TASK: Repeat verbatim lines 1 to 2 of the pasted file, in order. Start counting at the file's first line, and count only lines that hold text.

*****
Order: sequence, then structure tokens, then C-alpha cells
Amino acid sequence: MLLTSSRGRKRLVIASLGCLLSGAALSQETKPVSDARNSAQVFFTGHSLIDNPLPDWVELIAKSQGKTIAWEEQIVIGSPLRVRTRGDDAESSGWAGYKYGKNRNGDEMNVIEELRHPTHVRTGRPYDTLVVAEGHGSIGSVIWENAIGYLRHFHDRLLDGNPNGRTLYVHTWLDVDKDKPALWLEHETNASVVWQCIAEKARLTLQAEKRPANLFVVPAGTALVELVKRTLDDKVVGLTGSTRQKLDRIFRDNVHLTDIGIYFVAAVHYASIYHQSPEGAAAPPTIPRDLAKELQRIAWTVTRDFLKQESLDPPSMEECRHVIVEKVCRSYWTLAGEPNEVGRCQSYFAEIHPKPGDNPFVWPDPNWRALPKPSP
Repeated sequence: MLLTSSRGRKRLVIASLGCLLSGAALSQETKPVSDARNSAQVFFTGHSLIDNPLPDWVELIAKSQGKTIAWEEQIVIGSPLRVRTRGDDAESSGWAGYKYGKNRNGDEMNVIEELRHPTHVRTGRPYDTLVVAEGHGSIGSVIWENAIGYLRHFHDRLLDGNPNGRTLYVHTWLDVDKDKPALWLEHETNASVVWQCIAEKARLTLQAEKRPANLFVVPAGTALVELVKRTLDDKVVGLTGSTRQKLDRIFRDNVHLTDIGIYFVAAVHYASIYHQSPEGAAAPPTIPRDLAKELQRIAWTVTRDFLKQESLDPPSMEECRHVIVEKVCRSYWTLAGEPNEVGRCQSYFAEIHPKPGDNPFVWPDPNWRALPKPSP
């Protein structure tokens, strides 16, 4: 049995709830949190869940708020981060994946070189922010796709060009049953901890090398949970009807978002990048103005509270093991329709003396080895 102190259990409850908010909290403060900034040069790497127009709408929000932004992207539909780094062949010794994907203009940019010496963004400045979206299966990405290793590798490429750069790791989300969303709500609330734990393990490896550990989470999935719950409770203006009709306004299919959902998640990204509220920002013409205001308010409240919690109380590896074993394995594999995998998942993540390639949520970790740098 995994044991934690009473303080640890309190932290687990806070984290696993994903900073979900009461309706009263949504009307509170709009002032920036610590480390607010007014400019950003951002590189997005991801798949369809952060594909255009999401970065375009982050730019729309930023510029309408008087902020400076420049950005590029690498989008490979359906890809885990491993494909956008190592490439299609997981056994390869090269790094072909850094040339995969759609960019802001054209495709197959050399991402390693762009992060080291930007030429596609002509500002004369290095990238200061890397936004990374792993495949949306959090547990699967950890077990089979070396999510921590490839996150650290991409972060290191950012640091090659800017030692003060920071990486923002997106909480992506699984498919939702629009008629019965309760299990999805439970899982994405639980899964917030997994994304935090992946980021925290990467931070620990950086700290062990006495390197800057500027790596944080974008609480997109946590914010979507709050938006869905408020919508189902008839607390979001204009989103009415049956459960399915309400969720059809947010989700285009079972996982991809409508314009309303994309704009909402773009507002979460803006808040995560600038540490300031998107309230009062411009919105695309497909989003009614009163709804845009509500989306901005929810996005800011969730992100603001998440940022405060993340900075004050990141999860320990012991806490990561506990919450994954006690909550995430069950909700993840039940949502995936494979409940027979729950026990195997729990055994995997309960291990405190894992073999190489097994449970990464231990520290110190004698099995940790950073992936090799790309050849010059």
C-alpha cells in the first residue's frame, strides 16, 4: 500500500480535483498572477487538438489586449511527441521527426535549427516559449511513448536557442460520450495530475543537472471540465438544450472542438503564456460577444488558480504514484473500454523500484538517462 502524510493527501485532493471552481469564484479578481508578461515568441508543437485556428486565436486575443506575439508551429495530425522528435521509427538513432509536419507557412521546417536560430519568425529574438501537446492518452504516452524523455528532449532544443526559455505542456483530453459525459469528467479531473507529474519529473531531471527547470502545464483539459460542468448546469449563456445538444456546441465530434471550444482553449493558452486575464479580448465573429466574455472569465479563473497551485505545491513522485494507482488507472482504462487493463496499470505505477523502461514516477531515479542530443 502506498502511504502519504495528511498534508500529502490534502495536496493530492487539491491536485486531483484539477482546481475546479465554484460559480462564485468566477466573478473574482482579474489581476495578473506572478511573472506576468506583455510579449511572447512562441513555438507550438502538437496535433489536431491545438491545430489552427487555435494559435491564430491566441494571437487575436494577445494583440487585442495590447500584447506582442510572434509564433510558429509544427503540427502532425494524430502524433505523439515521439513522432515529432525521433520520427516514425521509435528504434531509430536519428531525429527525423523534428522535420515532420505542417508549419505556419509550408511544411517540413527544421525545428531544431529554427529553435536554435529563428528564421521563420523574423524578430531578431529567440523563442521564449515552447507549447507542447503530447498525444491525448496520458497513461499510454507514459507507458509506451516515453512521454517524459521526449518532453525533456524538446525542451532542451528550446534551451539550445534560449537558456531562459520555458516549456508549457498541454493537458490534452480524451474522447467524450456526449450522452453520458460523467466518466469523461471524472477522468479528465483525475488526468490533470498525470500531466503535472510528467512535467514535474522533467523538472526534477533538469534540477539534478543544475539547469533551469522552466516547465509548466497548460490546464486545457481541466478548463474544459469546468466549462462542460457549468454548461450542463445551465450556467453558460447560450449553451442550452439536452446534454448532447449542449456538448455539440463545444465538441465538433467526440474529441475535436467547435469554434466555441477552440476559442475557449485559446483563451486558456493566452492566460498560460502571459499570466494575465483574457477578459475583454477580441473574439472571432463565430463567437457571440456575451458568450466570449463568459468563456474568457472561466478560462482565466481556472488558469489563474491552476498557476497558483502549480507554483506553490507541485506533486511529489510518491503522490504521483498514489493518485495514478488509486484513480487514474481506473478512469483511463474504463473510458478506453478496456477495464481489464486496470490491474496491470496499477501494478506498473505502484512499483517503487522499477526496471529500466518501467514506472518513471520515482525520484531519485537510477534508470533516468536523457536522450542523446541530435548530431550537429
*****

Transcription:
Order: sequence, then structure tokens, then C-alpha cells
Amino acid sequence: MLLTSSRGRKRLVIASLGCLLSGAALSQETKPVSDARNSAQVFFTGHSLIDNPLPDWVELIAKSQGKTIAWEEQIVIGSPLRVRTRGDDAESSGWAGYKYGKNRNGDEMNVIEELRHPTHVRTGRPYDTLVVAEGHGSIGSVIWENAIGYLRHFHDRLLDGNPNGRTLYVHTWLDVDKDKPALWLEHETNASVVWQCIAEKARLTLQAEKRPANLFVVPAGTALVELVKRTLDDKVVGLTGSTRQKLDRIFRDNVHLTDIGIYFVAAVHYASIYHQSPEGAAAPPTIPRDLAKELQRIAWTVTRDFLKQESLDPPSMEECRHVIVEKVCRSYWTLAGEPNEVGRCQSYFAEIHPKPGDNPFVWPDPNWRALPKPSP